It’s a simple, proven program: You bring me five souls, and they each get five souls, and… pretty soon, you’ll have a halo, company wings, and a six-figure residual income for eternity.
Kelli B. Grant in Market Watch exposes Multi level marketing. These are the firms who want  you to sell products to everyone you know. This model consists of companies like Avon, Tupperware and Amway who hire people to peddle products through parties and demonstrations. Salespeople earn commissions on their own sales, as well as on those of new salespeople they recruit.
It’s a booming industry, according to the Direct Selling Association:
  • U.S. sales totaled nearly $30 billion in 2011, up 4.6% from 2010.

Even in a poor economy, people seeking extra income are lured by the promise of potential earnings. Avon advertises:

Choose to work as little as 20 hours a week — and you’ll probably earn more than from a ‘regular’ part-time job.
Sound too good to be true?  Kelli provides a long list of things that could go wrong. Here are the top problems

1. “You’d do better slinging french fries.” 

According to Prashant Malaviya, associate professor of marketing at Georgetown University’s McDonough School of Business, most salespeople earn very little. Robert FitzPatrick, president of consumer-watchdog Pyramid Scheme Alert says: More than half of the entire commission payout is transferred to the top 1%. That’s partly because, while 90% of salespeople work part-time, the top sellers who make direct-selling their full-time job clean up:
  • Nutritional supplement direct sales company Isagenix reports that its “associates” (sellers who have no recruits) earned an average income of $197 last year.

Professor Malaviya invites you to do some simple math. To get a rough estimate of what the average salesperson earns, divide a company’s annual revenue by its number of salespeople. Also factor in the facts that the company’s cut is often 50%, and salespeople incur other expenses. Using this math, Kelli B. Grant notes:

For the direct-sales industry as a whole, with its 15.6 million sellers, following that math results in estimated annual sales of $1,914 per seller. [DSA spokeswoman] Amy Robinson says that calculation fails to correct for the many salespeople who only “sell” to themselves. The median annual income for salespeople, she says, is $2,400. (FitzPatrick, in turn, says the DSA’s figure is inflated.)
You can make much more at McDonald’s or Walmart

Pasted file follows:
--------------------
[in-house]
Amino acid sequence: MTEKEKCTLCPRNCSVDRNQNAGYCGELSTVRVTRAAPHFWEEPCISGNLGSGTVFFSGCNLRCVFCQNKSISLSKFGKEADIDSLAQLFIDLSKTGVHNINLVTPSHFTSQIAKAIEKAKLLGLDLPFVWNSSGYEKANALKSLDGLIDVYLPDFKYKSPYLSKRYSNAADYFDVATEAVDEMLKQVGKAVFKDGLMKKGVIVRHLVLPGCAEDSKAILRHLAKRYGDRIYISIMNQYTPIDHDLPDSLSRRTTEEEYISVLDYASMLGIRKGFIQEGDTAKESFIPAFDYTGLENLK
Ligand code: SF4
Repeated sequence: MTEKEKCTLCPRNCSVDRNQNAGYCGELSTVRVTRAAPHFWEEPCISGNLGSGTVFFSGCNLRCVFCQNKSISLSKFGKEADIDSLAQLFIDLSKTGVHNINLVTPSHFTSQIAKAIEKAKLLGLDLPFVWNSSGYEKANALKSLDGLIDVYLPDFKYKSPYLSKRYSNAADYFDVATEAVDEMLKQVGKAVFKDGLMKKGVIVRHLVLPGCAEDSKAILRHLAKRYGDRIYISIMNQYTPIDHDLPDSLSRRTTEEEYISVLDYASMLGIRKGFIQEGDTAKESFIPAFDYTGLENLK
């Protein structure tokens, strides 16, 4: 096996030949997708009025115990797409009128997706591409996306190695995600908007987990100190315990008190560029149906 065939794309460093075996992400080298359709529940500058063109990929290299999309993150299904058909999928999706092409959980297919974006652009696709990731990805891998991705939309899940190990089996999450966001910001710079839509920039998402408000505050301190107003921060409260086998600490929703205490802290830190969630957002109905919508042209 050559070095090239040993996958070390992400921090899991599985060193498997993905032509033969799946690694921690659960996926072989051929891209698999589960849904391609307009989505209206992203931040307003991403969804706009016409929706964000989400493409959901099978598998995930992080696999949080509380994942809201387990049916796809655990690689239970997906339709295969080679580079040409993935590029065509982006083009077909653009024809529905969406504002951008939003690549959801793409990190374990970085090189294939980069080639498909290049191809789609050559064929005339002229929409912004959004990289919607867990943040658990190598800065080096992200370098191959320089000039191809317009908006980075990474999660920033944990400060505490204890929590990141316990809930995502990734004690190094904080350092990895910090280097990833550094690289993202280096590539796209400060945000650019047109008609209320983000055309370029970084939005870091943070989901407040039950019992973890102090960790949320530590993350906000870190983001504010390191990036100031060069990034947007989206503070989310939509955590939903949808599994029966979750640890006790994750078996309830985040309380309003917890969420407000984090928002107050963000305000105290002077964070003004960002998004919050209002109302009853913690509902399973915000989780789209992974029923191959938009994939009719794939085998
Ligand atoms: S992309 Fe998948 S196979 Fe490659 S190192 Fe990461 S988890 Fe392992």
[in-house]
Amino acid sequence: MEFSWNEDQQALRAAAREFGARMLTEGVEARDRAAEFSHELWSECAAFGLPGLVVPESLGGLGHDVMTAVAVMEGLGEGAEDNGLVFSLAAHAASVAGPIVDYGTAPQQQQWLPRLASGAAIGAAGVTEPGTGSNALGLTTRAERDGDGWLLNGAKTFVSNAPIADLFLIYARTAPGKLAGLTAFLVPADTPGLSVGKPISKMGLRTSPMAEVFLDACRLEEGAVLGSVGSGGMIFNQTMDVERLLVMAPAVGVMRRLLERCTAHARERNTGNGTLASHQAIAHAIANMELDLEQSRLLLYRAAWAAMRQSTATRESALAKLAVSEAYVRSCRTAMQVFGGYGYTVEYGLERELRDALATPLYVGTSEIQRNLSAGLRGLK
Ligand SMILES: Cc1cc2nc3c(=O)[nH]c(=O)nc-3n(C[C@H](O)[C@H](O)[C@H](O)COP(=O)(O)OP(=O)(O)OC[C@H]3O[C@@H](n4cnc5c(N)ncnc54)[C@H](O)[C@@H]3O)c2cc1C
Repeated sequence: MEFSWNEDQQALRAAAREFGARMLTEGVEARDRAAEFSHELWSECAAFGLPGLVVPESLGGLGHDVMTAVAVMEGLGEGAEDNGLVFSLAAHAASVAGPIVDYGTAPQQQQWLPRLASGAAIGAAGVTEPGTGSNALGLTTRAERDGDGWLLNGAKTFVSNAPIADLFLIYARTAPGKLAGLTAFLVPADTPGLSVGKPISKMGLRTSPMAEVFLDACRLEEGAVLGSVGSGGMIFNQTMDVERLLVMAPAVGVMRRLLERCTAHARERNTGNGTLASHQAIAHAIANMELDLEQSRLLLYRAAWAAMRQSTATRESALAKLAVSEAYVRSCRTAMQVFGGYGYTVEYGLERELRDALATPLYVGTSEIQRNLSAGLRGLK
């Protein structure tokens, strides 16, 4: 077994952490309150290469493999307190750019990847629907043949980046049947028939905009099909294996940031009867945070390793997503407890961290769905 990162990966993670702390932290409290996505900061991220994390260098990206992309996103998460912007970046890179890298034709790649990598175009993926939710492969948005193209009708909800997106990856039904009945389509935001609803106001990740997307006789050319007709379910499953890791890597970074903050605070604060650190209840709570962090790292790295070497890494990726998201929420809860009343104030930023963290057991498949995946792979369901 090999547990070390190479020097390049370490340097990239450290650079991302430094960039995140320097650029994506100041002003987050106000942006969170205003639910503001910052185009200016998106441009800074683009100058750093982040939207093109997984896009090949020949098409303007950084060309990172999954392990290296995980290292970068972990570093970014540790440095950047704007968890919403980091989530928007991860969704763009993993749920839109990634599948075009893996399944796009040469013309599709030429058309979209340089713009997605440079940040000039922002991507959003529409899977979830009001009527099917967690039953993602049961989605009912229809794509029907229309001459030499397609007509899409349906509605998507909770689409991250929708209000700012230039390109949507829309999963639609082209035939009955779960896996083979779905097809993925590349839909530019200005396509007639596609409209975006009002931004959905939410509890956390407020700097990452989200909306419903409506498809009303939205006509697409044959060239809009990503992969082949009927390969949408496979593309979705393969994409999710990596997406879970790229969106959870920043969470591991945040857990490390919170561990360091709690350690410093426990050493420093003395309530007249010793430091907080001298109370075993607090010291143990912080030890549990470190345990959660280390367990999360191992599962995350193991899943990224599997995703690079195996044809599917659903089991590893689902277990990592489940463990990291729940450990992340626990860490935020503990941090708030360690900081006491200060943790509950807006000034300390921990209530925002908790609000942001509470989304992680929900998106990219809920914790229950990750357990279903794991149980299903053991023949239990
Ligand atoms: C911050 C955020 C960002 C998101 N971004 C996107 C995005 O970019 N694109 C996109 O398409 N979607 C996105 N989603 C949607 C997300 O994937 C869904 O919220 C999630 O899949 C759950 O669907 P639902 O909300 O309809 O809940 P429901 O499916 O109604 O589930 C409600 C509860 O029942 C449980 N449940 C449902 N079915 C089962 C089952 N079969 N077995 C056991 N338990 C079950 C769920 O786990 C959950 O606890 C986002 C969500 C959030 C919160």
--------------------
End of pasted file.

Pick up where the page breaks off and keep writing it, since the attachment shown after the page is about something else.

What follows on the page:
2. “We might put you into debt.”

Even breaking even can be problematic due to expenses, such as product samples and membership fees. In 2010, FitzPatrick studied 12 multilevel marketing companies, and found:
The bottom 99% of salespeople did not earn a net profit at all.
Membership fees: At Shaklee home and nutrition products, for instance, a salesperson can join as a Gold Ambassador for $299, $599 or $750, depending on the initial inventory. 

Inventory costs: Tracy Coenen, a former Mary Kay rep and founder of, a site where ex-employees complain about the company, says that Mary Kay Cosmetics sellers have to order at least quarterly in order to get  wholesale prices, as well as regularly buy samples to keep up with new product launches and replace products handed out at parties and demonstrations.

Training expenses:  After the initial free mentoring, there are costly  training materials, seminars and conferences.

3. “Recruiting isn’t in your best interest.”

Direct-sales companies offer representatives bonuses and commissions on sales made by their recruits. as well as recruits’ recruits. Some bonuses extend to recruits further down the chain, so that high-level salespersons can earn bonuses worth up to 35% of their team’s sales.

But, as Susan Solovic, chief executive of and small business expert points out,
What happens when all your friends and family sign up beneath you, and now they’re your competitors?
For example, Premier Designs sellers keep 50% of their own revenue, so a recruit would need to sell $500 in product each month to get the same $50 in commission that you could get from $100 worth of sales.

Additionally, the local market may be saturated with other sellers from the same company who have already cornered the market on customers.  There are millions of sellers who are personal acquaintances, or use Facebook or Twitter as sales tools, creating massive pitch overload. Solovic of points out that sellers risk getting blocked or unfriended by their networks:

You have to be very cautious. You get your friends and followers because they trust you, but people find it awkward to be pitched, no matter how good the product is.


Proceed At Your Own Risk

In addition to the daunting odds against success, the product benefits are often exaggerated. The Food and Drug Administration has taken action against direct-sale companies for marketing issues, including faulting Avon’s claims about some of its anti-aging products, which may have veered into drug-marketing territory, violating the Federal Food, Drug and Cosmetic Act.

While other businesses receive similar regulatory scrutiny on quality and marketing, direct-sales companies face an added challenge in being responsible for claims made by their independent contractors, as well as by company materials. If a company is sanctioned, it could be difficult to recoup commissions owed or get refunds for unfilled orders.